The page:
Mary White Ovington was an activist, social reformer and author. She was born in April, 1865, in Brooklyn, New York.
As the child of two northern abolitionist Unitarians, Ovington was probably predisposed to acute consciousness of social and material inequity. Her conscience was pricked early, when she heard Frederick Douglass speak in a Brooklyn church in 1890.
Racial equality was arguably the central point of a constellation of issues that motivated Ovington, but not her only concern. In addition to being an activist for racial equanimity, she was also a suffragette and a socialist. Imperialism, colonialism, and the problems of capitalism featured prominently in her writing. Her concern for social justice had deep roots. After a tour of London's East End slums in 1900, Ovington lamented in an unpublished autobiographical fragment the “life so far from the beauty and the health of the life” that she herself led. 
She established her credentials as a reformer first through the work of the Greenwich House, New York's first neighborhood improvement association. Ovington's early work in this context was on settlement houses and tenements, part of the larger settlement movement focused on alleviating stark material inequities among urban rich and poor in America and Britain. During this period she read widely on urban conditions, legal and de facto racial inequality, and gender issues, continuing an education she had begun while a student at Radcliffe College in Cambridge, Massachusetts.
After the fury of the bloody 1908 race riot in Springfield, Illinois, Ovington was deeply influenced by a stirring editorial in the Independent by the influential socialist William English Walling. Ovington wrote to Walling and the two, with the social worker Dr. Henry Moskowitz, put out a call for a conference on the political and social standing of America's black population. The conference met in Februrary 1909. After a number of iterations and bureaucratic contortions, the group became the NAACP. In the following decades Ovington served in several capacities in the NAACP, including the posts of chairperson and executive secretary, and as a board member.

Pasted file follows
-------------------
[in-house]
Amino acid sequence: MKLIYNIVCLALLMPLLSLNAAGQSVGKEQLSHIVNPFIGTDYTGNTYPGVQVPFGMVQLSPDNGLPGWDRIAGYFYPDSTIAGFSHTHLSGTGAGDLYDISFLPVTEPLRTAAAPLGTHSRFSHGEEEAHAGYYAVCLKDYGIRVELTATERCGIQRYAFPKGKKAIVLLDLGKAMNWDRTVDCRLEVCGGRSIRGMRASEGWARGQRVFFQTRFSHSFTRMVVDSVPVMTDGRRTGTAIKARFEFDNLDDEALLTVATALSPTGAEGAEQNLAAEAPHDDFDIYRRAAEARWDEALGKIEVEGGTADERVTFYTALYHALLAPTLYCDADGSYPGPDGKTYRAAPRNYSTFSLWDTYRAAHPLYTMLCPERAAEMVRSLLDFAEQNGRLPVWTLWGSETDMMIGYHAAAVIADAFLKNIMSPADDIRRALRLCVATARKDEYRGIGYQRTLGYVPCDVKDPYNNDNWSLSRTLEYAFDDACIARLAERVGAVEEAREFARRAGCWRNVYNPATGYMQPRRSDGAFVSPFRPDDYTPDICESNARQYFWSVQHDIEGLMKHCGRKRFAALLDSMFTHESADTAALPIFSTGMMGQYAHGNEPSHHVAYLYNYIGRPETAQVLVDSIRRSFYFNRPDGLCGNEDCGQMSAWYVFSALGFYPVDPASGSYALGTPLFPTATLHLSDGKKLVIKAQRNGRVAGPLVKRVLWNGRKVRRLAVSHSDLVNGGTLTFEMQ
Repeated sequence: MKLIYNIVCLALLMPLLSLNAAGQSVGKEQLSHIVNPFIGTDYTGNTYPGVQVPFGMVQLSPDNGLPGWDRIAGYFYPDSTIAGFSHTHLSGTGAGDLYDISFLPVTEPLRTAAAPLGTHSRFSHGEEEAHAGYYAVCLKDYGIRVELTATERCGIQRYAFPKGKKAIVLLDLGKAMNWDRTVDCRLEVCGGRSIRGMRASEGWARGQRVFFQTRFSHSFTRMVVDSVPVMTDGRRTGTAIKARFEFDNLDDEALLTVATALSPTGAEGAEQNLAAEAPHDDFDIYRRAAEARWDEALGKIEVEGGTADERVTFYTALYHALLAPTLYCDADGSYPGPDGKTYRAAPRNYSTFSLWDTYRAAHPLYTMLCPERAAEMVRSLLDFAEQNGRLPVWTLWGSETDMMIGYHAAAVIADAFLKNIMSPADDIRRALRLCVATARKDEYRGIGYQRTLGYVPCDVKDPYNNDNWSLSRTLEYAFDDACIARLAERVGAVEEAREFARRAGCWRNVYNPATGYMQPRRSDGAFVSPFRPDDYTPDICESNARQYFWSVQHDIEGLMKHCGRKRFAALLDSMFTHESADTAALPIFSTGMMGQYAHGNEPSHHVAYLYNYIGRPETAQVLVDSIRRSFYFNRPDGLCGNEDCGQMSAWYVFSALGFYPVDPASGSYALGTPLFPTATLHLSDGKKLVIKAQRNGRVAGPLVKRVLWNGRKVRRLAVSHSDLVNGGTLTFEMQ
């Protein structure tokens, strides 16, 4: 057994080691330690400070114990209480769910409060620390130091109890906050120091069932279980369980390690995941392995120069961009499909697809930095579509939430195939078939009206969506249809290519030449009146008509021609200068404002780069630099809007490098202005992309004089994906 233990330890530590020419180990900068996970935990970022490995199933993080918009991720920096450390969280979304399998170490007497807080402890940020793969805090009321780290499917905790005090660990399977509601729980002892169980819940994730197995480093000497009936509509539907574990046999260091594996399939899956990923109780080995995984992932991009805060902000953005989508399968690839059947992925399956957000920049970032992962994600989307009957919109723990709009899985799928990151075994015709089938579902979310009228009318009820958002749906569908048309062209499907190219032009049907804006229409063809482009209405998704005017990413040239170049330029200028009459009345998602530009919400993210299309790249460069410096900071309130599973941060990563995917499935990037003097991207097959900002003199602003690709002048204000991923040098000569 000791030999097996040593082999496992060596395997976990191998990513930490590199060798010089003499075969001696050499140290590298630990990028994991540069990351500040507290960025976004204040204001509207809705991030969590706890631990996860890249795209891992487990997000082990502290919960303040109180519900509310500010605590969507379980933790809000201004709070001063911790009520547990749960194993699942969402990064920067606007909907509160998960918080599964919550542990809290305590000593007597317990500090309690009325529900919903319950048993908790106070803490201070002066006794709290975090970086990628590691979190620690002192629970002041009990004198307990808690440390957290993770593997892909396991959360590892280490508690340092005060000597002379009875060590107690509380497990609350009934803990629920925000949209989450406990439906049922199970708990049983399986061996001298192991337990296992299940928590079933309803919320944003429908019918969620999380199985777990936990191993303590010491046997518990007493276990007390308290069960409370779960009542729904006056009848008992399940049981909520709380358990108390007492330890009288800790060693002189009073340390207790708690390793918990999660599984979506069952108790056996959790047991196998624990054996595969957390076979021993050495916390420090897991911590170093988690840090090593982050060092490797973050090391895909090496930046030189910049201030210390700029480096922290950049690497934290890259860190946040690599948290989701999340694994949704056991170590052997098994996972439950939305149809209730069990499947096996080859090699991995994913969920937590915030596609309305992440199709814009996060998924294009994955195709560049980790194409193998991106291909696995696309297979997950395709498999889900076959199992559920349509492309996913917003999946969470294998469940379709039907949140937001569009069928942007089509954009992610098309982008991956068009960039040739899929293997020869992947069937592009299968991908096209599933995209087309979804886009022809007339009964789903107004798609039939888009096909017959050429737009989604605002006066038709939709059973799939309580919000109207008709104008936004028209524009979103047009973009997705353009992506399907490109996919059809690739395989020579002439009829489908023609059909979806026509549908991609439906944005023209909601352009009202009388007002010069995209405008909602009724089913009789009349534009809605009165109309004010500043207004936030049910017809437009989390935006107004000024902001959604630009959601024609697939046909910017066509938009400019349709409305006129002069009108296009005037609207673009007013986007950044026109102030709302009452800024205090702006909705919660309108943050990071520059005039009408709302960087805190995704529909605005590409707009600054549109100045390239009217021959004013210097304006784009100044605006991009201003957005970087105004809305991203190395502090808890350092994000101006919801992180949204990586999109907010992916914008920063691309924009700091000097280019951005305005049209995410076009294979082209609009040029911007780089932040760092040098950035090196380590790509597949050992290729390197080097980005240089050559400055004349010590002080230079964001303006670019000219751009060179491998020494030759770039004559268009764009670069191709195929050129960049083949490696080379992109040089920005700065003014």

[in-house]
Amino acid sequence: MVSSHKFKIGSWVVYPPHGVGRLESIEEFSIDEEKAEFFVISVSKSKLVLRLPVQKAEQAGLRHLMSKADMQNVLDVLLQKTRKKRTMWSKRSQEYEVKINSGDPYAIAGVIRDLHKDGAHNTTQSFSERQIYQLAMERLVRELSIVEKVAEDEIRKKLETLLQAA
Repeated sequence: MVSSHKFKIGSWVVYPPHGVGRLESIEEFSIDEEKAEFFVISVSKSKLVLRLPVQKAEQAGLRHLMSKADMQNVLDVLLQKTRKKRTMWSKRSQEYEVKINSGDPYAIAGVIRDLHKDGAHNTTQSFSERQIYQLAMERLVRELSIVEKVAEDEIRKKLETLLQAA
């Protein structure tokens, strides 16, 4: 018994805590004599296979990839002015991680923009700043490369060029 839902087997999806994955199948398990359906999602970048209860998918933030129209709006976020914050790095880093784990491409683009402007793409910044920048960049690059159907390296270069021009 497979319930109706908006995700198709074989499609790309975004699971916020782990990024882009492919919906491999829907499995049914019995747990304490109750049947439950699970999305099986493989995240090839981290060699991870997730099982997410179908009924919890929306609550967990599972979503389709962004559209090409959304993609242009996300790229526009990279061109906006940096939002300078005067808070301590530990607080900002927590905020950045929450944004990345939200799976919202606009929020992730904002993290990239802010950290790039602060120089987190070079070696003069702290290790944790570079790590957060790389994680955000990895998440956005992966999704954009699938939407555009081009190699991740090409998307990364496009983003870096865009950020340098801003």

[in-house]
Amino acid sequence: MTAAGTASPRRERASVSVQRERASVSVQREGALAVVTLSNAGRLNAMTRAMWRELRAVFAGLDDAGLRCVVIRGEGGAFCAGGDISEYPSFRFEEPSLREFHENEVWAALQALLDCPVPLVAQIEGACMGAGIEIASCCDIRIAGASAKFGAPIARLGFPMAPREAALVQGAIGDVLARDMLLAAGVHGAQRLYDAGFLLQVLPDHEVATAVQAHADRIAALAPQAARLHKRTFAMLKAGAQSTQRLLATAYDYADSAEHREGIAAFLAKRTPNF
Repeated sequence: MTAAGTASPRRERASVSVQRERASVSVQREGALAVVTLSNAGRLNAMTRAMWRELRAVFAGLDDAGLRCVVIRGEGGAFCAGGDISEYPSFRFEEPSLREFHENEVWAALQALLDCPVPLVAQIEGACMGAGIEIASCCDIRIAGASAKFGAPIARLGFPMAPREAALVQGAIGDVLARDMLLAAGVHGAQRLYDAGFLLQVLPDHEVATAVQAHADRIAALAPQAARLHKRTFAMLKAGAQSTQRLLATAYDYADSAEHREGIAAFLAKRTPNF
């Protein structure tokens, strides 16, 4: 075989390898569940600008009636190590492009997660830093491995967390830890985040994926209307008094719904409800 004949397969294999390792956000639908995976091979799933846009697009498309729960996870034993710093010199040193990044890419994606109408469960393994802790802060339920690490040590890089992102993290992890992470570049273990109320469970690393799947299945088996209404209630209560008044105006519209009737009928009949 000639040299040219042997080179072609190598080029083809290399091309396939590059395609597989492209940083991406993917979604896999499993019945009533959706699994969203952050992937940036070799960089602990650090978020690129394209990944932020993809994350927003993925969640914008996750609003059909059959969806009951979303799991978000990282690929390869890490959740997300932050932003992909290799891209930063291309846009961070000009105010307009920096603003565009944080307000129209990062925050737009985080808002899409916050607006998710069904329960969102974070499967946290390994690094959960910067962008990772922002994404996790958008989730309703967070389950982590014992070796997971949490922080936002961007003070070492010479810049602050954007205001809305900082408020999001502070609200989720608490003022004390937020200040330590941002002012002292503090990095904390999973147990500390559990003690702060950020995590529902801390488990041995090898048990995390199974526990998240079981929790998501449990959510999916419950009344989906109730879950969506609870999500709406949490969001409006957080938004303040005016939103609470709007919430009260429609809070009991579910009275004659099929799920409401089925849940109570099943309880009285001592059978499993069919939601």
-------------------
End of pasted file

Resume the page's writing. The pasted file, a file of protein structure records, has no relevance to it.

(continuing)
Ovington came to know Du Bois in the context of a study she conducted beginning in 1904 on housing and employment problems among Manhattan's black population. (The final report of Ovington's study was published in 1911 under the title Half a Man: The Status of the Negro in New York.) She and Du Bois developed a close friendship, maintained by letters and visits, and a shared sense of purpose. Early in her career Ovington was also something of a patron as well as an activist, remitting small sums of money she raised in the northeast to Atlanta University, where Du Bois was active in the newly-established Department of Social Work. David Levering Lewis, Du Bois's biographer, describes Ovington as coming “about as close as any white person ever would to being a confidante and advisor” to the man. 
Ovington was by most accounts (and in the context of her social circle) a moderate, in her political imagination and in her interpersonal relationships. This temperament, plus her understanding of Du Bois's own sometimes fiery disposition, made her a good mediator in some of the NAACP's internal debates.
Ovington was a prolific writer, producing several academic books and articles, a history of the NAACP, an anthology for children, several short biographies of prominent black leaders, a play, a syndicated newspaper column, and an autobiography.
Ovington died in 1951, in Newton Highlands, Massachusetts.
 Quoted in David Levering Lewis. W. E. B. Du Bois: Biography of a Race, 1868-1919. (New York: Henry Holt and Company, 1993), 347.
 Ibid., 349.